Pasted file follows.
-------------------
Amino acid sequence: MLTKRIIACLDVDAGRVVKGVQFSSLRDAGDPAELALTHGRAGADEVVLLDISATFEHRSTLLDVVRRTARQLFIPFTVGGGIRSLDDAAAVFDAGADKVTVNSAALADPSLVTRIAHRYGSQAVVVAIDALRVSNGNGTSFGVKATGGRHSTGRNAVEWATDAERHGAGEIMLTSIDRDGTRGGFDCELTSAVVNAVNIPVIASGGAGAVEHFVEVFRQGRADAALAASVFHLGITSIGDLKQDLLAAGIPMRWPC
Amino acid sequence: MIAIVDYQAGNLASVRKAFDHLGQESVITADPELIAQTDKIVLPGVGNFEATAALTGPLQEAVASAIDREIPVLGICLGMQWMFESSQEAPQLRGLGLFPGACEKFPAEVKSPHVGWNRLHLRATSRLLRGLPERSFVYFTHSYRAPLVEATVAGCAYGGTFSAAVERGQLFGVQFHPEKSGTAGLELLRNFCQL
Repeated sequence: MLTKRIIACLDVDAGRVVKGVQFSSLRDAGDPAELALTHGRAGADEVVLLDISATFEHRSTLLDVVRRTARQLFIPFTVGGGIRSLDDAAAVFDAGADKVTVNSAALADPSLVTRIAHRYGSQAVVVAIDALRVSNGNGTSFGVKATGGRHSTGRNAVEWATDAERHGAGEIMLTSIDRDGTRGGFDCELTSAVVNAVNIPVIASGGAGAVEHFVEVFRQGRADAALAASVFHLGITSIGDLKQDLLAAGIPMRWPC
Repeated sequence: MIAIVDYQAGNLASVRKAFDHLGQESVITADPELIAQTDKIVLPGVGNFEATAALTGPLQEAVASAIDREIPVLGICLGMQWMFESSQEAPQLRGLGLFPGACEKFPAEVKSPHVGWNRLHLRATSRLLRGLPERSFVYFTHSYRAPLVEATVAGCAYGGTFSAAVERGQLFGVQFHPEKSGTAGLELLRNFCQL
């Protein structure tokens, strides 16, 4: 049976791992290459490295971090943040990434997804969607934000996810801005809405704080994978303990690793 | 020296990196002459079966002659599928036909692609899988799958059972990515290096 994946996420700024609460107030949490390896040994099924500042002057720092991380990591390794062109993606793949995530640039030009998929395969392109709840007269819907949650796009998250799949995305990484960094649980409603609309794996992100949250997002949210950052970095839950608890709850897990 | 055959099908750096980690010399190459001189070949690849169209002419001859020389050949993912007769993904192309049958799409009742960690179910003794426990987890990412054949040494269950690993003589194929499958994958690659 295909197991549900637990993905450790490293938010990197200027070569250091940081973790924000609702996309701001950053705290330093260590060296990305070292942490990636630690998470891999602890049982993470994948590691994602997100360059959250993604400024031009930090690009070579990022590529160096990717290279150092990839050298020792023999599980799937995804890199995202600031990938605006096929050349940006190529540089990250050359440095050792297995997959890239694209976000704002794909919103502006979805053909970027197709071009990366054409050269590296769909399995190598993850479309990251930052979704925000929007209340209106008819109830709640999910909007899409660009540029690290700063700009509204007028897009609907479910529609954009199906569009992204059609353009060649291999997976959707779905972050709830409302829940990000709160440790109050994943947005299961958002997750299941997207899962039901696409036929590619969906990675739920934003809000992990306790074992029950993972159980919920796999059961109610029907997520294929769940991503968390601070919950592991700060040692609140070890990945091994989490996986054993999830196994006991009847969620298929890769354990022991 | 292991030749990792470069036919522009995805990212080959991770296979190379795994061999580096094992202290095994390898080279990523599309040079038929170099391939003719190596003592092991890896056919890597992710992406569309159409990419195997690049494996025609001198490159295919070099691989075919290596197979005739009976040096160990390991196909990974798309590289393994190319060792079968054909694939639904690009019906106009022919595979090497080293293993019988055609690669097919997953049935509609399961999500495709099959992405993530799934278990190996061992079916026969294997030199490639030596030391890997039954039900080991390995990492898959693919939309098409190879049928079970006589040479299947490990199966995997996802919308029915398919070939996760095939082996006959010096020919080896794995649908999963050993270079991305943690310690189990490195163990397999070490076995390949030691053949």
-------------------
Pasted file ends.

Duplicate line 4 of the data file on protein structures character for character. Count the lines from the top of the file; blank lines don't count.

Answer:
Repeated sequence: MIAIVDYQAGNLASVRKAFDHLGQESVITADPELIAQTDKIVLPGVGNFEATAALTGPLQEAVASAIDREIPVLGICLGMQWMFESSQEAPQLRGLGLFPGACEKFPAEVKSPHVGWNRLHLRATSRLLRGLPERSFVYFTHSYRAPLVEATVAGCAYGGTFSAAVERGQLFGVQFHPEKSGTAGLELLRNFCQL